The History of the Monte-Carlo Rally
It was in 1909 that the idea of a car rally first took shape in Monaco. Alexandre Noghès, President of the “Association Sport Automobile Vélocipédique Monégasque”, predecessor of today’s “Automobile Club de Monaco”, suggested a race which would connect a large number of European cities from which the competitors would set off to converge on the finishing line in Monaco. As usual, it was the powerful Société des Bains de Mer, Monaco’s founder and business manager, which financed the project that it considered to be a sizeable business opportunity. The rally was, after all, a chance to bring wealthy car racing fans to Monaco from all over Europe. Furthermore, their cars would speed along the roads bearing the “Monte-Carlo Rally” logo, a very astute form of advertising for Monaco.
In 1911, everything was ready and the first rally took place. For almost a week, departures were staggered on dates and at times which corresponded to the distance separating them from Monaco. From Paris, Brussels, Geneva, Vienna and Berlin, cars set off on the roads, expected to clock up an average speed of 10 km/h including stops, with arrivals scheduled for Saturday, 28 January, in Monaco.
Sixteen cars reached the Principality without any difficulty. Leaving Berlin on 21 January, Von Esmark was the first to arrive, after driving 1,700 km at an average speed of 30 km/h. Because he didn’t participate in the parade, he was relegated to second place, leaving Henri Rougier in a Turcat-Mery as the winner!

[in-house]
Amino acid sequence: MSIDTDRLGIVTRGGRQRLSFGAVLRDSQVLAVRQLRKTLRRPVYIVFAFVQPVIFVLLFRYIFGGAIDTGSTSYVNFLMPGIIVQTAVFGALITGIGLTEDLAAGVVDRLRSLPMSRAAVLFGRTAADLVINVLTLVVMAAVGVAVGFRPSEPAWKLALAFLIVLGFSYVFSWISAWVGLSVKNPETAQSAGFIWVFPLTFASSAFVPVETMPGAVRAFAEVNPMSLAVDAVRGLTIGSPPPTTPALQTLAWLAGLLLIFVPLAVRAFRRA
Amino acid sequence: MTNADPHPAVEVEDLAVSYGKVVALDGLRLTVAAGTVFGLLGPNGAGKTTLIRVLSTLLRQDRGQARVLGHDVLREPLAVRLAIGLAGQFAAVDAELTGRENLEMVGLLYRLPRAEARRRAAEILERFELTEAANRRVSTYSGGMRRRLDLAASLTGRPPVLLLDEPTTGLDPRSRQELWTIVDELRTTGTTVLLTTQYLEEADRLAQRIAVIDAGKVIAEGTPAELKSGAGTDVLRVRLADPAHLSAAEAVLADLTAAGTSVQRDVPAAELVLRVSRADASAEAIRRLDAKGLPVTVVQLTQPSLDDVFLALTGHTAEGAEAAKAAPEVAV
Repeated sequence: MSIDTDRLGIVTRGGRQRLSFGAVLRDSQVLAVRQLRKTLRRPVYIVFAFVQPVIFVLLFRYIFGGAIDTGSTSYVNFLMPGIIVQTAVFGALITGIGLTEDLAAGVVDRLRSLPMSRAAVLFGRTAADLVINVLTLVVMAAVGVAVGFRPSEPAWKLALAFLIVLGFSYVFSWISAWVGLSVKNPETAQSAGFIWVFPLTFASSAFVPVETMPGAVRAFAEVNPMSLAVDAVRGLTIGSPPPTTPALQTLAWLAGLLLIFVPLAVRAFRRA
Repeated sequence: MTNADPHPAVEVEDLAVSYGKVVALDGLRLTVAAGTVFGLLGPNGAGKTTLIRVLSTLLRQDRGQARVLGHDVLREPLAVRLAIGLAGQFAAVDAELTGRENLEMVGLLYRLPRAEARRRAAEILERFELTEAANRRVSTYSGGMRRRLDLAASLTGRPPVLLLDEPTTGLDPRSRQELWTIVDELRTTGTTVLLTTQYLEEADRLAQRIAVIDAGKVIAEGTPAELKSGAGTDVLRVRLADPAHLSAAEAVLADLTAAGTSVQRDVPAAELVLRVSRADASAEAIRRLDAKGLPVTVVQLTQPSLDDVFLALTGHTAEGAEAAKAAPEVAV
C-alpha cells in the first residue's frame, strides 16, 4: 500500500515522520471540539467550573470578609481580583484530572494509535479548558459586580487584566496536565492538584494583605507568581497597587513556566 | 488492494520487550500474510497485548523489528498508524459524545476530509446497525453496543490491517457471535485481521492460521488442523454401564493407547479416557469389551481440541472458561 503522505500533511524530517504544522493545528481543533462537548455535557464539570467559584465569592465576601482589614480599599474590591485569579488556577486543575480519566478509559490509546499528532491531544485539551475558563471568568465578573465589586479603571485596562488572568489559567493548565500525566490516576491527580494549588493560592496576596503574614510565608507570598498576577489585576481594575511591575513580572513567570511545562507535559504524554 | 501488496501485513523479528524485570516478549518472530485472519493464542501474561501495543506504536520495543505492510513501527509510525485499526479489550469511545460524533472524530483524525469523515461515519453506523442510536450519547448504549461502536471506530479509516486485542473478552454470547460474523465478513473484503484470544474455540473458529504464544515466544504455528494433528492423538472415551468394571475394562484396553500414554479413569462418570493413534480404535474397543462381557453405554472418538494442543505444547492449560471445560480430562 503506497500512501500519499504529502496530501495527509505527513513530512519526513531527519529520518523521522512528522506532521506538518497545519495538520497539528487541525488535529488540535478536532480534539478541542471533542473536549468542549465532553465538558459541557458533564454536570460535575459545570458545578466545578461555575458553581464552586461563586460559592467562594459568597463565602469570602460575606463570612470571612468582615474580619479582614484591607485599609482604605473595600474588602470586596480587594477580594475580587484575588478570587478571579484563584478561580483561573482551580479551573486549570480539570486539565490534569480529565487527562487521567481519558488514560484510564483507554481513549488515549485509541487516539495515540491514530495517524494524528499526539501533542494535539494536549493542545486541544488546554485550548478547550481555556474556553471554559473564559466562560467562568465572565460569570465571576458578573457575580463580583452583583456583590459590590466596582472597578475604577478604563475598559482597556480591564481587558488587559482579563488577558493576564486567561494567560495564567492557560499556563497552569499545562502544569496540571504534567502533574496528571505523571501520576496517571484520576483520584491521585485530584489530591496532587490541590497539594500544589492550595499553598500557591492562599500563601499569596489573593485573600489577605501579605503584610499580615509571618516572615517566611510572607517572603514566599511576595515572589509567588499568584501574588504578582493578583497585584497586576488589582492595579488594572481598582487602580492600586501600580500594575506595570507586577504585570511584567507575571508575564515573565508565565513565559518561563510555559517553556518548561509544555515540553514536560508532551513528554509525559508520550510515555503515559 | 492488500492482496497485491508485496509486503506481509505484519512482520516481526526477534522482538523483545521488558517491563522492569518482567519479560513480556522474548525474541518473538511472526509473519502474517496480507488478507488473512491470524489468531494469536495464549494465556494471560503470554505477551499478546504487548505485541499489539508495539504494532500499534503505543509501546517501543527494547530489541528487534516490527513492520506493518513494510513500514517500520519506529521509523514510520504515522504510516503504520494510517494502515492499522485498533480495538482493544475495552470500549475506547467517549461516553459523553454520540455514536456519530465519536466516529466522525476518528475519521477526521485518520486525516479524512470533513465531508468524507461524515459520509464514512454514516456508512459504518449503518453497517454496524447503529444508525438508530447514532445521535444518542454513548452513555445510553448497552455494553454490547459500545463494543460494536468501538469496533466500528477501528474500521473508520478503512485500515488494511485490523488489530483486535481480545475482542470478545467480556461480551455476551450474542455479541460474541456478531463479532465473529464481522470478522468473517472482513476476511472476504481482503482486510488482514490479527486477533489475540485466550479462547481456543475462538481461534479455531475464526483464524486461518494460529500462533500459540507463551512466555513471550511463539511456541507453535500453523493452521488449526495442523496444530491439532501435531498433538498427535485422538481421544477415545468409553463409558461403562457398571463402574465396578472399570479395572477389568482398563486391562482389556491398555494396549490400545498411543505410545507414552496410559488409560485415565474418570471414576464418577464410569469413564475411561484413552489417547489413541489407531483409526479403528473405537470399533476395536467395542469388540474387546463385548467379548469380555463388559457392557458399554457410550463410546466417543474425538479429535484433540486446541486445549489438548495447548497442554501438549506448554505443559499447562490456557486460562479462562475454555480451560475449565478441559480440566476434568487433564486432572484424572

Henry Rougier was a frequent visitor. It was Rougier who had completed the first flight over the Mediterranean at the controls of his Voisin biplane just a few months earlier, on 3 March 1910. He thus demonstrated that it is possible to carry out feats both in the air and on dry land! He won 10,000 gold francs in cash and a bronze sculpture.
The Monte-Carlo Rally was off to a brilliant start and enjoyed enormous success from its second edition onwards. It was not, of course, held during the First World War, but was successfully reintroduced in 1924.
The Monte-Carlo Rally was not initially organised as a race in terms of speed but rather of consistency, as well as mechanical and human endurance. Back in those days, driving across Europe in the middle of winter was something of an achievement.
In keeping with the commercial aim of the Société des Bains de Mer to draw a wealthy clientele to Monaco, the rally was extended to include a women’s event, adding a needed touch of glamour and elegance to the occasion.
The Monte-Carlo Rally becomes a real sporting event
The Second World War interrupted the rally a second time, but from the early 1950s, the rally became one of Europe’s major car rallies, with results counting toward the European Grand Tourism Championship which became the European Rally Championship and the WRC in 1973.
From the 1960s onwards, pure speed was also taken into consideration and the leading professional racing stables took an interest in the event. The era of ‘gentlemen drivers’ gradually began to wane, though other legendary events emerged. An itinerary covering steep roads in the Ardèche and the famous Col de Turini mountain pass led to the renown of Alpine Renaults, Mini Coopers, etc. in the 1960s.
The historic rally
Since 1998, the rally’s spirit of pure competition has continued to exist, though there has been a return to the original concept thanks to the organisation of an historic rally based solely on consistency. Every winter in Monaco, it offers a wonderful opportunity to admire classic models such as the BMW 2002, Ford Capri, Porsche 911 and Lancia Stratos.
In this way, the Monte-Carlo Rally comes full circle every winter, revisiting its prestigious past and reliving the original spirit which inspired the event in 1911.